He also said that the company's earnings have been solid, and that Wall Street estimates for the current quarter are conservative.
Earlier in the week, Cramer had been stumped by
, so he invited the company's chief executive, John McDonald, to explain what the company does.
McDonald said Perficient is the fastest growing e-business consulting company around, that it survived the tech crash and has grown from a start-up to a company with $125 million in revenue.
He also said it has plans to grow its business to $500 million in five years.
For large companies like
, McDonald said that Perficient finds ways for them to use the Internet to increase efficiency.
Cramer said it sounds good, but that he would do more homework on the stock before he made a move.
To view Cramer's interview with McDonald, please click here.
Cramer was bullish on
GOL Linhas Aereas Inteligentes
Weight Watcher's International
Cramer was bearish on:
Research In Motion
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At the time of publication, Cramer was long Procter & Gamble.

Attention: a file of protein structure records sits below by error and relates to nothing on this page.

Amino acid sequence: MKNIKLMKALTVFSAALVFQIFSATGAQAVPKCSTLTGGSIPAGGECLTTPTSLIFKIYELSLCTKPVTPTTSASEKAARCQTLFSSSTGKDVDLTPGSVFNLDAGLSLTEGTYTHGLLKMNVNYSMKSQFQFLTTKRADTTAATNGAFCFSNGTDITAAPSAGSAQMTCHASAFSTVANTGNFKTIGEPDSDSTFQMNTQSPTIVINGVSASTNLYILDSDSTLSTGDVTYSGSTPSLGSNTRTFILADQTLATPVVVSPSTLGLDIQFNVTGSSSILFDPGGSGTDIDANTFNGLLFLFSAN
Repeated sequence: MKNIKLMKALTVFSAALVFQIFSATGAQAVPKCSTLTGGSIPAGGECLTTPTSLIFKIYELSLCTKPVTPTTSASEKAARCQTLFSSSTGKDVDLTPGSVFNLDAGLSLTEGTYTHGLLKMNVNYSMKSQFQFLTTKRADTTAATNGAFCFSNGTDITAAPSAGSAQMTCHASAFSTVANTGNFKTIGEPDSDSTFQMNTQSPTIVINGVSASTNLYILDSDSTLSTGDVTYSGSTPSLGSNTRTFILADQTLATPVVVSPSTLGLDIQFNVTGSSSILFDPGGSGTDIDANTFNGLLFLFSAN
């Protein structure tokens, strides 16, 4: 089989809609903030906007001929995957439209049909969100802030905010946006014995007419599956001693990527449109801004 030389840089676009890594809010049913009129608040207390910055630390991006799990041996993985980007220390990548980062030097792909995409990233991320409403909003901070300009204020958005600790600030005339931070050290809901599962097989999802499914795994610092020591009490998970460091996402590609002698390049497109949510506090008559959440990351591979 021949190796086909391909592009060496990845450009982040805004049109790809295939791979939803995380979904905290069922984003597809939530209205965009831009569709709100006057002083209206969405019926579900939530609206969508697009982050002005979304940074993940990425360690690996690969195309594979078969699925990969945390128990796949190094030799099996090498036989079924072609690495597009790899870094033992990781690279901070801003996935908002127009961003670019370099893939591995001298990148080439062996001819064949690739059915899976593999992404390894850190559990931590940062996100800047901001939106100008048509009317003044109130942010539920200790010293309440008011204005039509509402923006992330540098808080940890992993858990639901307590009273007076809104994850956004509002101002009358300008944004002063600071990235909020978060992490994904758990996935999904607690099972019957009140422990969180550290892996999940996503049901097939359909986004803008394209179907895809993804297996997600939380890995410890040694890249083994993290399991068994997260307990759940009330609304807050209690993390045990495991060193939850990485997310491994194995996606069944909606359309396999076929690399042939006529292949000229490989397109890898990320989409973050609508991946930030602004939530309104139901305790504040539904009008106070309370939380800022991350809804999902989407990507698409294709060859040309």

Jim Cramer, host of the CNBC television program "Mad Money," is a Markets Commentator for TheStreet.com, Inc., and CNBC, and a director and co-founder of TheStreet.com. All opinions expressed by Mr. Cramer on "Mad Money" are his own and do not reflect the opinions of TheStreet.com or its affiliates, or CNBC, NBC UNIVERSAL or their parent company or affiliates. Mr. Cramer's opinions are based upon information he considers to be reliable, but neither TheStreet.com, nor CNBC, nor either of their affiliates and/or subsidiaries warrant its completeness or accuracy, and it should not be relied upon as such. Mr. Cramer's statements are based on his opinions at the time statements are made, and are subject to change without notice. No part of Mr. Cramer's compensation from CNBC or TheStreet.com is related to the specific opinions expressed by him on "Mad Money."